Bessie became a professional aviator with an unmatched capability that saw her get admired by the whites. The ability made her career more exciting as she was scheduled to fly some of the big planes from the World War 1 venue. Among the planes that she flew during her career include but not limited to Curtiss JN-4, Jenny biplanes and army surplus aircraft. Similarly, her distinctiveness in discharging her duties earned her recognition and first-time appearance I an American airshow in the year 1922. In the event, she was honored as one of the black veteran achievers during World War 1 regime. Apart from the success acquired in the aviation industry, Bessie Coleman worked in a barber shop as a manicurist, executed other odd jobs and became a church servant at one time. In all the activities, she successfully delivered to the best of her ability and most people valued her noble character and working ethics. For example, her stint at the barbershop revolutionized operations at the shop as many customer visits were recorded thereby resulting in high returns.
Regarding her education, she did not attain good education due to financial challenges and poverty but she managed to finish her eight grades. She later pursued French and aviation course that later earned her a place as a pilot in the aviation industry where she flew several planes. Her level of intelligence and understanding was exemplary by all standards making her gain acceptance in the industry among whites.
Following difficulties and challenges that Bessie Coleman faced from her tender age, she undertook to provide a solution by building an aviation school. The school was to enable those with high ambitions of attaining higher education especially on careers that lead people to become pilots to access education and realize their dreams (Walker & Porter, 2003). The move was attributable to the high number of careers that were getting shuttered due to lack of adequate resources to join good schools for academic empowerment. Unfortunately, the polished lady’s dream could not come to pass by the time of her demise. The construction and operationalization of the school were not realized as envisioned, but the intent inspired a generation of African-American women and men.
In recognition of her achievements, many awards, public utilities, and events have been named after the successful pilot. The notable one is the public library located in Chicago to honor her achievement. Roads at O’Hare international airport located in Chicago and Oakland International Airport were also named after Bessie Coleman. In the year 2006, she was honored in the National Aviation Hall of Fame that remains a prestigious recognition (Walker & Porter, 2003). The honor was replicated in 2012 where an installation of a bronze plaque fitted with Coleman’s likeness was executed. Likewise, various schools such as former Cedar Hill school in Texas and Waxahachie school in Texas that were renamed in honor of Bessie Coleman.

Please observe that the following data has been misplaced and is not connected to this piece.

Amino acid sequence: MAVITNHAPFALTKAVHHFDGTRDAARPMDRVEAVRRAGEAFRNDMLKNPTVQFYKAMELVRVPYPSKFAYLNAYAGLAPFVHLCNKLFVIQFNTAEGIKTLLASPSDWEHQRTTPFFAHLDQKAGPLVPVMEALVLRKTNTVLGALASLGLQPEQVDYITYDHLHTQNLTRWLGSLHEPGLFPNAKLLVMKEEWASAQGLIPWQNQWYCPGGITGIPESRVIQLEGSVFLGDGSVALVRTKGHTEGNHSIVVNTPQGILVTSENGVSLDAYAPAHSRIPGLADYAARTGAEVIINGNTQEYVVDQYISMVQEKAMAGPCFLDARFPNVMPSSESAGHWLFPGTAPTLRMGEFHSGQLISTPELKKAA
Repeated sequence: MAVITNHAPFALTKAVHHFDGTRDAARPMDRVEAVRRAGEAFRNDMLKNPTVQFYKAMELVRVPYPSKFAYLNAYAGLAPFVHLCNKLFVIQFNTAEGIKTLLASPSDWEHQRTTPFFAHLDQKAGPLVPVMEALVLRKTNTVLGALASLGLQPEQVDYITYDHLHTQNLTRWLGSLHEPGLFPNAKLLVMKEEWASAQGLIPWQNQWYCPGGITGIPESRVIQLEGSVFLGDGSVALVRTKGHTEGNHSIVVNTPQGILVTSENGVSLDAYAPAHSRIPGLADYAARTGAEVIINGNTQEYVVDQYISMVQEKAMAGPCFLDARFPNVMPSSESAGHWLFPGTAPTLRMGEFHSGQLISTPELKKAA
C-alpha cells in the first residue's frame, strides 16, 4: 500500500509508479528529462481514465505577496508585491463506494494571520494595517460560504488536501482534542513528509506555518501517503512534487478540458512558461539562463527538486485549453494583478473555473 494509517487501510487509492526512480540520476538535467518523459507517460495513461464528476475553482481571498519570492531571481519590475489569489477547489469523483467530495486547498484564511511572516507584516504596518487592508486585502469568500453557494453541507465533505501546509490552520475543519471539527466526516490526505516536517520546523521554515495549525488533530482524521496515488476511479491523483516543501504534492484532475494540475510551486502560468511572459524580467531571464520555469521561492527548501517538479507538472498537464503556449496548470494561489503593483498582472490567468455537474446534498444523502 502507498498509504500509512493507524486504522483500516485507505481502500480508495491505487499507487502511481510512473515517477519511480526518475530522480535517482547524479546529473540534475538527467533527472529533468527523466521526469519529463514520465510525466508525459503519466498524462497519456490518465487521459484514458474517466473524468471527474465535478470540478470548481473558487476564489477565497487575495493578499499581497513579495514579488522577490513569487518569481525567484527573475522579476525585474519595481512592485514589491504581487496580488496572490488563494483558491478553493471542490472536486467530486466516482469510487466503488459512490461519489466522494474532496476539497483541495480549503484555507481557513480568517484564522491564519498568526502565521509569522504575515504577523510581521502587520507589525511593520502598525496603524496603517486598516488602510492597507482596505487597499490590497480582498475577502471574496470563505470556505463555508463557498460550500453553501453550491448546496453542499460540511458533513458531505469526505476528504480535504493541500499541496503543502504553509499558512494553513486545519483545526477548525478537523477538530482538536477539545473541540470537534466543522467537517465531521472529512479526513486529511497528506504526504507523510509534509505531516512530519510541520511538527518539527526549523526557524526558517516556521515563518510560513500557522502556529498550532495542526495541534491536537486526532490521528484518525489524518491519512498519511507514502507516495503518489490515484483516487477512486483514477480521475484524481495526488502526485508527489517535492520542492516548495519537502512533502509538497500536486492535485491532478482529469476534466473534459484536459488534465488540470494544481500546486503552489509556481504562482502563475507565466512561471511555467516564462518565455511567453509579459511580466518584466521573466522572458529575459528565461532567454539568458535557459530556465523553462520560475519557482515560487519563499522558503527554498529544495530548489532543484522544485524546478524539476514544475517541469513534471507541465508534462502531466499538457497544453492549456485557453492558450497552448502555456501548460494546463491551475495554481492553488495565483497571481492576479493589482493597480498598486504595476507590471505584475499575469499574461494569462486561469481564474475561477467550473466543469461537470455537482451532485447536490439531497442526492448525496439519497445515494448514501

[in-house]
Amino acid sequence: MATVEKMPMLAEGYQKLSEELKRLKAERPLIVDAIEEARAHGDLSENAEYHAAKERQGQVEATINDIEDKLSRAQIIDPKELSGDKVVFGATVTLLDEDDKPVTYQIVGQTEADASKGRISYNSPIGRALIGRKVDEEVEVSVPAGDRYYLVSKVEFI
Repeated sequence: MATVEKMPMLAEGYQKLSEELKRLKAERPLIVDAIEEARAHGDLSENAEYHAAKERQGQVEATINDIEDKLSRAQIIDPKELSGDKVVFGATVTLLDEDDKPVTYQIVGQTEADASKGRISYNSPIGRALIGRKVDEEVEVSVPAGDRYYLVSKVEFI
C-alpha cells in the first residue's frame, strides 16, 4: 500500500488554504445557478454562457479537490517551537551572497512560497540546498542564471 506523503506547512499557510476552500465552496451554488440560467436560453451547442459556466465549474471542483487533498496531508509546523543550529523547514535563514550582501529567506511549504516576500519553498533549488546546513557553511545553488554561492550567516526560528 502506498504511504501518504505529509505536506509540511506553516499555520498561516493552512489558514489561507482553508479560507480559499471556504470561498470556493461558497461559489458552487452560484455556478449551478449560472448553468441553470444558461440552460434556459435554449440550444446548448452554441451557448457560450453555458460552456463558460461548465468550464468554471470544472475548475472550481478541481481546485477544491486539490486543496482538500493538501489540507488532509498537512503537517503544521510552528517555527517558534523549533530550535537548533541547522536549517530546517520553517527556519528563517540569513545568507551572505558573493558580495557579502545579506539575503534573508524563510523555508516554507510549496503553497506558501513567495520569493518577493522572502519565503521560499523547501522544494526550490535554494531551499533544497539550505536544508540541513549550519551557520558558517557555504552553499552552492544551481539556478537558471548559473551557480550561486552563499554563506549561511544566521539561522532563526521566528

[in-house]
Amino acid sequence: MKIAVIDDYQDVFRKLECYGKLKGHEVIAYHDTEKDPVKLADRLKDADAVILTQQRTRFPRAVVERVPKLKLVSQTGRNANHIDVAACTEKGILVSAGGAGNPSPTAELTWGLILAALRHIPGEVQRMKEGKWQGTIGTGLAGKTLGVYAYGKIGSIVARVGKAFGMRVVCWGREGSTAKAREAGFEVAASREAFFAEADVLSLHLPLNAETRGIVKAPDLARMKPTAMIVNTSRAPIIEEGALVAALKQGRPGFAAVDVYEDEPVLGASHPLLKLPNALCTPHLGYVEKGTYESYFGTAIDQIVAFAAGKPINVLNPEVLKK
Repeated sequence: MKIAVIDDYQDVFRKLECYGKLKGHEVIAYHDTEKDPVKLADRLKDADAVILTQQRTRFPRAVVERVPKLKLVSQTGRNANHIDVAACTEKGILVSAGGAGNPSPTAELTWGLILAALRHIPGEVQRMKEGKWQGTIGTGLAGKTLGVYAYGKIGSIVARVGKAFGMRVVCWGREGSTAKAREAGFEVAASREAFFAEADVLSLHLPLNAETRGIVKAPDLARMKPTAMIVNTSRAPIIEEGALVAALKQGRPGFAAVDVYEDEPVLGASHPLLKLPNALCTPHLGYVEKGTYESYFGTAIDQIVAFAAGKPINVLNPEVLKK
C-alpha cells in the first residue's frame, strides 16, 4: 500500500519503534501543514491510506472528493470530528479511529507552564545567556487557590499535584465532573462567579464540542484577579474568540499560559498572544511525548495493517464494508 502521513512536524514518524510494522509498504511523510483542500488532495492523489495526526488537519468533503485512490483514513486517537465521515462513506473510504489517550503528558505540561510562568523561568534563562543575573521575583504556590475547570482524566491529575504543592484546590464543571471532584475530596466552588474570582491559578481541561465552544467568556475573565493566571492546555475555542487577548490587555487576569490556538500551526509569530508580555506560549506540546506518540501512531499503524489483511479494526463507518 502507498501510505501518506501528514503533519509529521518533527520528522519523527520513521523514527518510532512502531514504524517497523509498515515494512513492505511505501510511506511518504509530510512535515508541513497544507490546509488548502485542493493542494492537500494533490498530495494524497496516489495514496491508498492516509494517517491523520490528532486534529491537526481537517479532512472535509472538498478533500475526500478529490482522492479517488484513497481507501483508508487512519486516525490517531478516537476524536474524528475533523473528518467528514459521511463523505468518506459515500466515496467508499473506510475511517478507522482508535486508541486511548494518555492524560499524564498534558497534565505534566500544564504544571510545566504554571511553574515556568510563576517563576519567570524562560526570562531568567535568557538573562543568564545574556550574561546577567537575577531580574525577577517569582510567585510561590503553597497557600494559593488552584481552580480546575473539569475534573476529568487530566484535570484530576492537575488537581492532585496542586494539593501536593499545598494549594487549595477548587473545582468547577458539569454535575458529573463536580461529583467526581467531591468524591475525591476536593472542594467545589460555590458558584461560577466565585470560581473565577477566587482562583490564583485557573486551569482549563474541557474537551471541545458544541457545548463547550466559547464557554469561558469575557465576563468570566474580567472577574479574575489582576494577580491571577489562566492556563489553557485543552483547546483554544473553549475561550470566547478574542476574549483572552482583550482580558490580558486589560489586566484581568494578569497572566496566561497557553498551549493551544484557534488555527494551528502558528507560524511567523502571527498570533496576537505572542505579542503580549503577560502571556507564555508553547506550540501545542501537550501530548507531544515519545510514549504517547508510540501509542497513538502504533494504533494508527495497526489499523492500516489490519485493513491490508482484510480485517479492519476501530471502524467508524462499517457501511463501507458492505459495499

The barriers she broke
Indeed, Bessie Coleman’s success did not come easy based on the nature of hostility in the environment she was growing up. She persevered and suffered greatly because of the inequalities that African Americans were treated to during the period. Immense discrimination of diverse nature compromised the success of many people including the African slaves. In particular, African Americans were not allowed to access certain services such as quality education, health care, acquire white collar jobs and manage corporations (Hart & Cosgrove, 2005). They were barred from attending good schools to receive education and decent hospitals where whites were receiving treatment. The philosophy of the day was that Africans were to offer farm work assistance. They were used as slaves with no decision-making authority. The aim was to oppress them socially, economically and politically because any form of empowerment would propel them to greater levels of operation hence shun slavery. The inequalities made many African Americans live in abject poverty. They could hardly finance their education, acquire better shelter and receive quality treatment. Their lives deteriorated immensely, as a result, and many did not receive a quality education while others died out of hunger and chronic illnesses.
Gender and racial discrimination were also common in the nation at the time of Coleman. Outrightly, Africans did not qualify to lead in any capacity. The problem was worse with women who were not only expected to lead but to participate in decision-making. The facts present a clear picture of the suffering and discrimination barriers that Bessie Coleman had to break to assume her position (Robbins & Steacy, 2007). The effort employed is enticing given that she managed to break the record by being the first African-American and African-American woman to join the aviation industry that was dominated by whites.